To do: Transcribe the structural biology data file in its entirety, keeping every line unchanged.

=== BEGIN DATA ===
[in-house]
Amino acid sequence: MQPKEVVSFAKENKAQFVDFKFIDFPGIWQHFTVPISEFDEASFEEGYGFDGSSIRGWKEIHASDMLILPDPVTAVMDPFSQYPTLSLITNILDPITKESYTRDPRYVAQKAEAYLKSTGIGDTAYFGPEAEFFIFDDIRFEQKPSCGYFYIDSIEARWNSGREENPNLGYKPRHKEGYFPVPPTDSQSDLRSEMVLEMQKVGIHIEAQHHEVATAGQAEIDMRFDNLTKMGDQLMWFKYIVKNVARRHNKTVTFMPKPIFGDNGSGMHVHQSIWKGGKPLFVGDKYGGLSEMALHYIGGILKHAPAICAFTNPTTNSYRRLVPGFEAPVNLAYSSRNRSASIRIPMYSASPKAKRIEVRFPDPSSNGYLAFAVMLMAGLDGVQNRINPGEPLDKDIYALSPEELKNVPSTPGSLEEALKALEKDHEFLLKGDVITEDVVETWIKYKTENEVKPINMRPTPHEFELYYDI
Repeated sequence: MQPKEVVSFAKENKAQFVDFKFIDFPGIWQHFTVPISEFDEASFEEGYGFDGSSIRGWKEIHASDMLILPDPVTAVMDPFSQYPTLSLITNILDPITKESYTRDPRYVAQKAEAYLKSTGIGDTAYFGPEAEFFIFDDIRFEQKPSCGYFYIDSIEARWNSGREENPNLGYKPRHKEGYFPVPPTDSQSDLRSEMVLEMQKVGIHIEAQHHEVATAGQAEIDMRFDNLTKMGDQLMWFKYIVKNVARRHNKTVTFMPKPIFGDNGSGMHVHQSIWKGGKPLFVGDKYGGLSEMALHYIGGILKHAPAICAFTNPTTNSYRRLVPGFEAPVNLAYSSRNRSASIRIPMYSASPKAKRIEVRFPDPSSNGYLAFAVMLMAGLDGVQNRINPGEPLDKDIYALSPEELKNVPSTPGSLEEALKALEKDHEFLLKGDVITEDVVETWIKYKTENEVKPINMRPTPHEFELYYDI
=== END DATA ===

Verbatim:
[in-house]
Amino acid sequence: MQPKEVVSFAKENKAQFVDFKFIDFPGIWQHFTVPISEFDEASFEEGYGFDGSSIRGWKEIHASDMLILPDPVTAVMDPFSQYPTLSLITNILDPITKESYTRDPRYVAQKAEAYLKSTGIGDTAYFGPEAEFFIFDDIRFEQKPSCGYFYIDSIEARWNSGREENPNLGYKPRHKEGYFPVPPTDSQSDLRSEMVLEMQKVGIHIEAQHHEVATAGQAEIDMRFDNLTKMGDQLMWFKYIVKNVARRHNKTVTFMPKPIFGDNGSGMHVHQSIWKGGKPLFVGDKYGGLSEMALHYIGGILKHAPAICAFTNPTTNSYRRLVPGFEAPVNLAYSSRNRSASIRIPMYSASPKAKRIEVRFPDPSSNGYLAFAVMLMAGLDGVQNRINPGEPLDKDIYALSPEELKNVPSTPGSLEEALKALEKDHEFLLKGDVITEDVVETWIKYKTENEVKPINMRPTPHEFELYYDI
Repeated sequence: MQPKEVVSFAKENKAQFVDFKFIDFPGIWQHFTVPISEFDEASFEEGYGFDGSSIRGWKEIHASDMLILPDPVTAVMDPFSQYPTLSLITNILDPITKESYTRDPRYVAQKAEAYLKSTGIGDTAYFGPEAEFFIFDDIRFEQKPSCGYFYIDSIEARWNSGREENPNLGYKPRHKEGYFPVPPTDSQSDLRSEMVLEMQKVGIHIEAQHHEVATAGQAEIDMRFDNLTKMGDQLMWFKYIVKNVARRHNKTVTFMPKPIFGDNGSGMHVHQSIWKGGKPLFVGDKYGGLSEMALHYIGGILKHAPAICAFTNPTTNSYRRLVPGFEAPVNLAYSSRNRSASIRIPMYSASPKAKRIEVRFPDPSSNGYLAFAVMLMAGLDGVQNRINPGEPLDKDIYALSPEELKNVPSTPGSLEEALKALEKDHEFLLKGDVITEDVVETWIKYKTENEVKPINMRPTPHEFELYYDI